TikTok is under scrutiny in the US. In Europe, we should not follow the same path.

Rules and transparency must rule our European attitude toward TikTok and all other platforms, not political stances or latent commercial wars.

There is a considerable amount of mischief in how US lawmakers have been investigating TikTok: more committed to proving their case than making a serious assessment of whether the platform complies with US regulations.

Take some questions that Forbes and Casey Newton recently reported, asked during a hearing held by the US Senate:


TikTok Chief Operating Officer Vanessa Pappas said the company does not “look at the political affiliations of individuals.”

The rest of the hearing, which also involved the other major social and content platforms, touched on more objective topics: the transmission and access of personal data and other metadata of US citizens by TikTok and Bytedance employees in China, children protection, and the control of disinformation.

The fact remains, however, that mixing plans where objective elements mix with geopolitical concerns can bring no good. In the US, TikTok must prove itself ‘purer’ than the American-made platforms. Casey Newton writes:

“After today’s hearing, though, it now seems clear that TikTok will be held to a higher standard than its rivals in this regard. When Facebook or Twitter are found to have mishandled user data, or accidentally employed a foreign agent, the worst they can expect are fines and some theatrical grandstanding in a congressional hearing. For ByteDance, though, the same crimes risk the equivalent of a death penalty — TikTok being banned altogether, as it was in India in 2020; or being forced to divest it, as former President Trump attempted while he was in office.” (The Verge, 15th September)

To be clear: here in Europe, asking – or investigating – the political affiliation of a company’s employees is a crime. It must remain so, regardless of where the employees come from or they live.

There European Union should not follow the same path.

In recent years, Europe has made an enormous effort to regulate the use and transmission of personal data (GDPR) and is in the process of drafting new legislation to cover crucial aspects of our democracies – even if debated and criticised, the Media Freedom Act, the Digital Service Act, and the Digital Market Act attempts to approach systematically and objectively aspects such as disinformation, freedom of information, market access and competition with large platforms, the responsibilities of the big players towards users and gatekeepers towards smaller competitors, which are almost always European.

Putting all these initiatives and legislations together, we get a compass to be used with everyone equally, be they European, American or Chinese platforms. But the compass only works when we follow it and use it accordingly. Let us remember what did not happen with the Cambridge Analytica scandal. If we had implemented clear rules, Facebook would have had to be banned forever from the territory of the European Union.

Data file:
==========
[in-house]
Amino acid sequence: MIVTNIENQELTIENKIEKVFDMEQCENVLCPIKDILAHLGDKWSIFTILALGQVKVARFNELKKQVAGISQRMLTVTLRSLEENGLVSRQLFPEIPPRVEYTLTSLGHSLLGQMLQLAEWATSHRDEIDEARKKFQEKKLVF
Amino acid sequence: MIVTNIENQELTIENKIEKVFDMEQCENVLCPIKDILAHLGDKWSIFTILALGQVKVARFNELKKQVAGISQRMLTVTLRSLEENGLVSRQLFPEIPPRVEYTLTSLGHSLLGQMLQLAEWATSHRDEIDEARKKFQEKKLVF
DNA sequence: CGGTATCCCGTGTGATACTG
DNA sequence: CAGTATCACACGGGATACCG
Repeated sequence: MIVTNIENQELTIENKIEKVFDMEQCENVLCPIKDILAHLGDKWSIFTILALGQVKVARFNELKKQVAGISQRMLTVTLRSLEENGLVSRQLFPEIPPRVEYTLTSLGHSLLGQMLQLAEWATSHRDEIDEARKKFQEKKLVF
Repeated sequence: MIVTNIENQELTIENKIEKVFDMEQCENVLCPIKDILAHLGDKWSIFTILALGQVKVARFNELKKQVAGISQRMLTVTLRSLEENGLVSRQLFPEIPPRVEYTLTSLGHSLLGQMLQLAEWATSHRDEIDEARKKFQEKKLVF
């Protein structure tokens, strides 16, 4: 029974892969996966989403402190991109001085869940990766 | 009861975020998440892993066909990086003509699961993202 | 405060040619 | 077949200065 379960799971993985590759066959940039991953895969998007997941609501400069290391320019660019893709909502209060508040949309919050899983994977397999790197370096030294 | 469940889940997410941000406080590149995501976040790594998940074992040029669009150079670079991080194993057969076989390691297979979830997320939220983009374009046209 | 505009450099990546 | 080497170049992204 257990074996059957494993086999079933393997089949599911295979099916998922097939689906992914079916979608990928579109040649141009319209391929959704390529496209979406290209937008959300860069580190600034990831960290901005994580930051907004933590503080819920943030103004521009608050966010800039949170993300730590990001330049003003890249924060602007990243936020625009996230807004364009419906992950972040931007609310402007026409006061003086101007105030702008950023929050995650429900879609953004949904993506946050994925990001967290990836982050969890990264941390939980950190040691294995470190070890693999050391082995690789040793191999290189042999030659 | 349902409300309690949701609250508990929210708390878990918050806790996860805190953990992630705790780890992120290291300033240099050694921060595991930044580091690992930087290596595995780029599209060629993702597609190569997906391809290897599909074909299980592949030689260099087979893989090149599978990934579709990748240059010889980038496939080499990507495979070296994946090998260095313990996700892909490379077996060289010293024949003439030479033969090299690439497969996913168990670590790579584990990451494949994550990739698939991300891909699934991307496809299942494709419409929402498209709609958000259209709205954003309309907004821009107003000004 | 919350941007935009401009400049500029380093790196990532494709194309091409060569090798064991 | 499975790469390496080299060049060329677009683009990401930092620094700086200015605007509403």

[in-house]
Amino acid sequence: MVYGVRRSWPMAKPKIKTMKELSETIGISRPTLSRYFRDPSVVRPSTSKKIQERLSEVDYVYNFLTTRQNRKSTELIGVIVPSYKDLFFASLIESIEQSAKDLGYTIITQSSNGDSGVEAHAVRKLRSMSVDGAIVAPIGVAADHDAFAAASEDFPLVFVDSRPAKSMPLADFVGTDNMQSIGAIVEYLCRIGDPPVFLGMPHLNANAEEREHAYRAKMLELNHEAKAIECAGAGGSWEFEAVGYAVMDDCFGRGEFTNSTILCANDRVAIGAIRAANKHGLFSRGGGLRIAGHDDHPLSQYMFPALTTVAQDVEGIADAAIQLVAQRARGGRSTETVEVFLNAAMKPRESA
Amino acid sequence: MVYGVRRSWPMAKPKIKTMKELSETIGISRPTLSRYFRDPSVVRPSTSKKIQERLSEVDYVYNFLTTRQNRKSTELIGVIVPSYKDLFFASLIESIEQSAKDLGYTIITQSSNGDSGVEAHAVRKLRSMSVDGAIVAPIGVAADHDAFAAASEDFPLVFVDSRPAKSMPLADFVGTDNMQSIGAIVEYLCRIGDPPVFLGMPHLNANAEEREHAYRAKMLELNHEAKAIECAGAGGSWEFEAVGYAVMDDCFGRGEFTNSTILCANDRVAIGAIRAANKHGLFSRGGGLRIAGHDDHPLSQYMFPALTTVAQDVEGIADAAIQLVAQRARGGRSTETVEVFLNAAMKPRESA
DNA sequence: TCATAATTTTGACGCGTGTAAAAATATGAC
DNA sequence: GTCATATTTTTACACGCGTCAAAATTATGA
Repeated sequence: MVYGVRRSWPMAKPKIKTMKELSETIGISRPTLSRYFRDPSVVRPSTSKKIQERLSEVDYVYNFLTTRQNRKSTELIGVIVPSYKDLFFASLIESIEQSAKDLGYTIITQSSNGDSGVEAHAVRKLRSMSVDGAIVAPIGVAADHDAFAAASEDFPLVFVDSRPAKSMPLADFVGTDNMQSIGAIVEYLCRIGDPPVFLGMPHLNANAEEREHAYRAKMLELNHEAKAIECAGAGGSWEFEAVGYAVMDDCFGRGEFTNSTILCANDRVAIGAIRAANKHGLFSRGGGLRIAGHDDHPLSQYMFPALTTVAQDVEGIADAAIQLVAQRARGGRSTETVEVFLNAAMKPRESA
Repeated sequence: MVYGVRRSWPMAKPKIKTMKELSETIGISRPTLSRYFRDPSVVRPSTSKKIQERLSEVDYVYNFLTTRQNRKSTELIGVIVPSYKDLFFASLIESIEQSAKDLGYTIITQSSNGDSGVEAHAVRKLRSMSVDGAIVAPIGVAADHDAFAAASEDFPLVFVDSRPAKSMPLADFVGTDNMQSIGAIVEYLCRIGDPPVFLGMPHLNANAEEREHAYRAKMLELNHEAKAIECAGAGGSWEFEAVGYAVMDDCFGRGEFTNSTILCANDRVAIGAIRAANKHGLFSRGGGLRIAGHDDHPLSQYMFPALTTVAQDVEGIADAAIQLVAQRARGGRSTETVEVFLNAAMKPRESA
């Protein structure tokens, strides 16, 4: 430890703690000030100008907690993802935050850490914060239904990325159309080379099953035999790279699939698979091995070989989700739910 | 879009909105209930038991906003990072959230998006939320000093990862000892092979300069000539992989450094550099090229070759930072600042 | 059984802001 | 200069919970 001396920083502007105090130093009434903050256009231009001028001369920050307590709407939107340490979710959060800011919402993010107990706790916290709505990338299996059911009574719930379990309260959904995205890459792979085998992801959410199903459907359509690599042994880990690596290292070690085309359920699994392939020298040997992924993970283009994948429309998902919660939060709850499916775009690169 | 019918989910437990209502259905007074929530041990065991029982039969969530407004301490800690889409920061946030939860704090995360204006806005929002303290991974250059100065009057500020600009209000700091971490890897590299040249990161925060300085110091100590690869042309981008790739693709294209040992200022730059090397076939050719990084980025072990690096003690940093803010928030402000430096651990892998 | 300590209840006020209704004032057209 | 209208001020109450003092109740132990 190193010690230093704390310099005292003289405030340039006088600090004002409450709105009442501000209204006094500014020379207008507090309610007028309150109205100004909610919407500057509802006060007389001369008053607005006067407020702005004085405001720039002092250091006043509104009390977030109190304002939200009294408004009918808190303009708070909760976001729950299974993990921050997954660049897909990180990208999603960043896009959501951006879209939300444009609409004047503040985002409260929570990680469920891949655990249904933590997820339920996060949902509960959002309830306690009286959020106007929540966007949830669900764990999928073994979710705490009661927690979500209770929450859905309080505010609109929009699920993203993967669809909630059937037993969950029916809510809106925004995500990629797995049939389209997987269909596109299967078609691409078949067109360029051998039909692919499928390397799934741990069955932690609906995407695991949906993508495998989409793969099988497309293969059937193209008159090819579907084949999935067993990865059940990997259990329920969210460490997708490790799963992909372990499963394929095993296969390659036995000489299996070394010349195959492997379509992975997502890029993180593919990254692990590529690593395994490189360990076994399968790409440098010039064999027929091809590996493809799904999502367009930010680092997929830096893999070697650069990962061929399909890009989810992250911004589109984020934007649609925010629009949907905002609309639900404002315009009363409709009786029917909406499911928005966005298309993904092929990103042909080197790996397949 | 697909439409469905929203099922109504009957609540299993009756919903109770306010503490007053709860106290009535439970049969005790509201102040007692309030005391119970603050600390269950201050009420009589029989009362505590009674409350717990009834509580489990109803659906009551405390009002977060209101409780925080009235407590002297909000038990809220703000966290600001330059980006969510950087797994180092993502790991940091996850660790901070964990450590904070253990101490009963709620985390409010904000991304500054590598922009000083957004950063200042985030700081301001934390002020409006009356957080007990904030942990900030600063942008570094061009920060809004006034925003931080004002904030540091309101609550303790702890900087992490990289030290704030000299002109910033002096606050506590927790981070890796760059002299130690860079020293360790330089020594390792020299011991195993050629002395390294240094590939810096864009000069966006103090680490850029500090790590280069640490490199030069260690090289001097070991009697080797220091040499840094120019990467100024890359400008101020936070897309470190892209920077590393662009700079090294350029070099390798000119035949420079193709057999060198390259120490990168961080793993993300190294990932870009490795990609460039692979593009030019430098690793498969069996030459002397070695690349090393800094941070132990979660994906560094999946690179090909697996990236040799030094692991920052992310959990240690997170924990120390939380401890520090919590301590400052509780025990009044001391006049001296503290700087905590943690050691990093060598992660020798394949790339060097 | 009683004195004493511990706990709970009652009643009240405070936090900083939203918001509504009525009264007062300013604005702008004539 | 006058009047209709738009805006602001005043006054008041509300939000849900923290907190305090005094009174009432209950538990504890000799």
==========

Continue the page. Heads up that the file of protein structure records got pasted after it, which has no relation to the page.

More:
So what are the elements of this compass?

1 Implementing the GDPR. Consequently.

The transfer of personal data belonging to European citizens to countries outside the EEA is permitted, provided the third country is considered adequate by the EU regulations. To date, this is neither the case for the USA (except for the transfer of Passenger Name Record data by air carriers) nor, of course, for China, India, Brazil and Russia.

Transferring personal data to any of these countries requires certain stringent conditions, including:

  • The data subject must explicitly consent to the proposed transfer after having been informed of the possible risks of such transfers for the data subject due to the lack of an adequacy decision and adequate safeguards;
  • the transfer is necessary for the performance of a contract between the data subject (the customer) and the data controller (the vendor);
  • the transfer is necessary for ensuring the performance of the contract;
  • the transfer is necessary for important reasons of public interest;
  • the transfer is necessary for the establishment, exercise or defence of legal claims;
  • the transfer is necessary to protect the vital interests of the customer.

All these needs must be explicit, searchable and public. So: either we ban once and for all the sending of data of European citizens to non-secure Countries, including the USA, or we make it crystal clear to users what can happen to their data.